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### Number and algebra

### Geometry and measure

### Probability and statistics

### Working mathematically

### For younger learners

### Advanced mathematics

# In Between

### Why do this problem?

This is a non standard example of a quadratic inequality, the
solution of which will involve algebraic manipulation. It can be
used to help learners to practise the skills of estimation and
approximation prior to engaging in an algebraic solution.

### Possible approach

### Key questions

If you know that the product of two factors is negative what can you say about the factors?

### Possible extension

Can you make up a similar inequality which has solutions $3< x
< 5$?. How about $a < x < b$?

### Possible support

Explicity suggest that learners substitute $\sqrt{x}= p$.

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Age 16 to 18

Challenge Level

- Problem
- Getting Started
- Student Solutions
- Teachers' Resources

There are various ways in which this problem can be tackled.
It can obviously be set 'straight' to learners, or used in a
slightly wider context, as described here.

To begin with, can learners assess a rough range of values
that is likely to emerge upon solving the inequality? For example,
would very large or very small values of $x$ satisfy the
inequality? As a class, who can spot the largest or smallest values
which will satisfy the inequality. This might naturally lead to a
numerical investigation, although in this case it turns out that
there is an exact algebraic solution to the problem.

Once the problem has some sense of a numerical estimation,
encourage the class to move on to an algebraic solution. Learners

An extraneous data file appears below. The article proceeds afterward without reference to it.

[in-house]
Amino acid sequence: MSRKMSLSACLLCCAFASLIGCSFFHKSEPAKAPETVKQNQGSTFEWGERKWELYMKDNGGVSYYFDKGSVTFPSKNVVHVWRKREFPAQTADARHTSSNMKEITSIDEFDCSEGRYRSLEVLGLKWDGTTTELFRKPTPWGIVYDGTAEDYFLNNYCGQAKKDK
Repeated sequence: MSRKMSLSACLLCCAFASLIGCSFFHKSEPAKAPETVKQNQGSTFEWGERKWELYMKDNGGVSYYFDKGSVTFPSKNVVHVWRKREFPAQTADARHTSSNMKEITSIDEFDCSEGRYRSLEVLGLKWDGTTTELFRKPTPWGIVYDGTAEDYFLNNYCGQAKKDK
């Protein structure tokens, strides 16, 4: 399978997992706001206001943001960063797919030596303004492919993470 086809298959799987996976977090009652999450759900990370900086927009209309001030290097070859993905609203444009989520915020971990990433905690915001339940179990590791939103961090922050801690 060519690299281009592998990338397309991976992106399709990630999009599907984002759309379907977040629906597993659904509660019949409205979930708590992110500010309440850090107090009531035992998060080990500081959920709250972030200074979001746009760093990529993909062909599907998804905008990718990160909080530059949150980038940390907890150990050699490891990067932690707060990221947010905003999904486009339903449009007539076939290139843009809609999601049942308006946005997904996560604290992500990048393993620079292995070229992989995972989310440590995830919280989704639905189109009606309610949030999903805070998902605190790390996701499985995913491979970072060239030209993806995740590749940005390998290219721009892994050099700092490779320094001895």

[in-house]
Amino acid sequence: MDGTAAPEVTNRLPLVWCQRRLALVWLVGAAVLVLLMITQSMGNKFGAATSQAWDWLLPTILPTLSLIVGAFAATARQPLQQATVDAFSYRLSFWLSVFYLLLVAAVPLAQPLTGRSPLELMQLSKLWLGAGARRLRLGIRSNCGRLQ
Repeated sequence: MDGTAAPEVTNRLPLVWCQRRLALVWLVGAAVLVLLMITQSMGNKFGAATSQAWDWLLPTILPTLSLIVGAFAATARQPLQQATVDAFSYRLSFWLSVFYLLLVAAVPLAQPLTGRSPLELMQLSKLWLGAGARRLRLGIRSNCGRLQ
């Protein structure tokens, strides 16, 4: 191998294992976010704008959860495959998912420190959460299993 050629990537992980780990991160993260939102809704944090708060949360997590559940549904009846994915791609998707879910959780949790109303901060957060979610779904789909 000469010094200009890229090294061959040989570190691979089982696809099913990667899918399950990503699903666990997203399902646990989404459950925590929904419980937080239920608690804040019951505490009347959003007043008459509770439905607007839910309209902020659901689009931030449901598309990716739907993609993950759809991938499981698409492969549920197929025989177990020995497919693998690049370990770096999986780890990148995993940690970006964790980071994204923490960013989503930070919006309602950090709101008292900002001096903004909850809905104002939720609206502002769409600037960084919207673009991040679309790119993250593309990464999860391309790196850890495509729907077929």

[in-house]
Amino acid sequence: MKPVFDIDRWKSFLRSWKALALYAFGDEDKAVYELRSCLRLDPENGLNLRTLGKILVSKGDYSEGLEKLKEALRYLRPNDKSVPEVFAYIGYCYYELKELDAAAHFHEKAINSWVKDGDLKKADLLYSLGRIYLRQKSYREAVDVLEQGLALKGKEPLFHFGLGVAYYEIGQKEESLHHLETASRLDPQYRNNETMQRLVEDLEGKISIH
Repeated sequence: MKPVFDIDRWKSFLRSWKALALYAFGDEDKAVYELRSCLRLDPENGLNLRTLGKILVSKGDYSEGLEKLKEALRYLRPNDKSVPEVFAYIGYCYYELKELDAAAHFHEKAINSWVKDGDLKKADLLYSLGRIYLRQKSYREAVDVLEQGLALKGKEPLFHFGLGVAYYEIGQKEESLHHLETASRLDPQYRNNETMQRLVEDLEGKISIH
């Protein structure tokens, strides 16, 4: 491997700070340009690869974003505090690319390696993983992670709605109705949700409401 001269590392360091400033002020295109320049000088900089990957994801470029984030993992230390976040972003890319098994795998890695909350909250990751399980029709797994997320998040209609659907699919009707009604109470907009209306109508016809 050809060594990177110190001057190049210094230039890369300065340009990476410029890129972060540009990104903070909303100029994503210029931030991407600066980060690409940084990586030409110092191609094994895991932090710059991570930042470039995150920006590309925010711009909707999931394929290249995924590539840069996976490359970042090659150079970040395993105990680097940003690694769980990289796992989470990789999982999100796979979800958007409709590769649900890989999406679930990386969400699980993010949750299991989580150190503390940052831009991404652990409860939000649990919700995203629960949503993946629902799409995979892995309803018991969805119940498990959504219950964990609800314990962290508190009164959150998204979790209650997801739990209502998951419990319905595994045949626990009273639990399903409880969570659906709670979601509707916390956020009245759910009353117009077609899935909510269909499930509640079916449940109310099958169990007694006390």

will soon discover that they need to deal with the awkward
$\sqrt{x}$ terms. One way is to square both sides of the
inequality; another is to make the substitution $\sqrt{x} = p$. The
inequality can then be rearranged into a quadratic
inequality.

It is important for learners not just to blindly apply rules
of algebraic manipulation to the resulting inequalities. For each
manipulation (squaring, rearranging etc.) learners should explain
clearly why the operation preserves the inequality sign.

The next step will be to try to solve the quadratic
inequality. Learners might use an algebraic approach or a graphical
approach, but in each case will be required to use the quadratic
equation formula to find the solutions. It may be helpful for the
class to work together to solve the inequality. A fruitful class
discussion, where the learners are able to volunteer suggestions
for the steps in the working, is more likely to ensue if they have
at least started solving the problem for themselves and have worked
through the earlier steps.

Finally, once a solution is found it is good practice to check that
the boundaries of the inequality work and also to compare these to
the original estimates.Can you estimate an approximate range of values for which the
inequality is satisfied?

What things might we try to remove the awkward $\sqrt{x}$
term?

How do we find the factors of a quadratic expression?

If you know that the product of two factors is negative what can you say about the factors?

The familiar Pythagorean 3-4-5 triple gives one solution to (x-1)^n + x^n = (x+1)^n so what about other solutions for x an integer and n= 2, 3, 4 or 5?

Find all 3 digit numbers such that by adding the first digit, the square of the second and the cube of the third you get the original number, for example 1 + 3^2 + 5^3 = 135.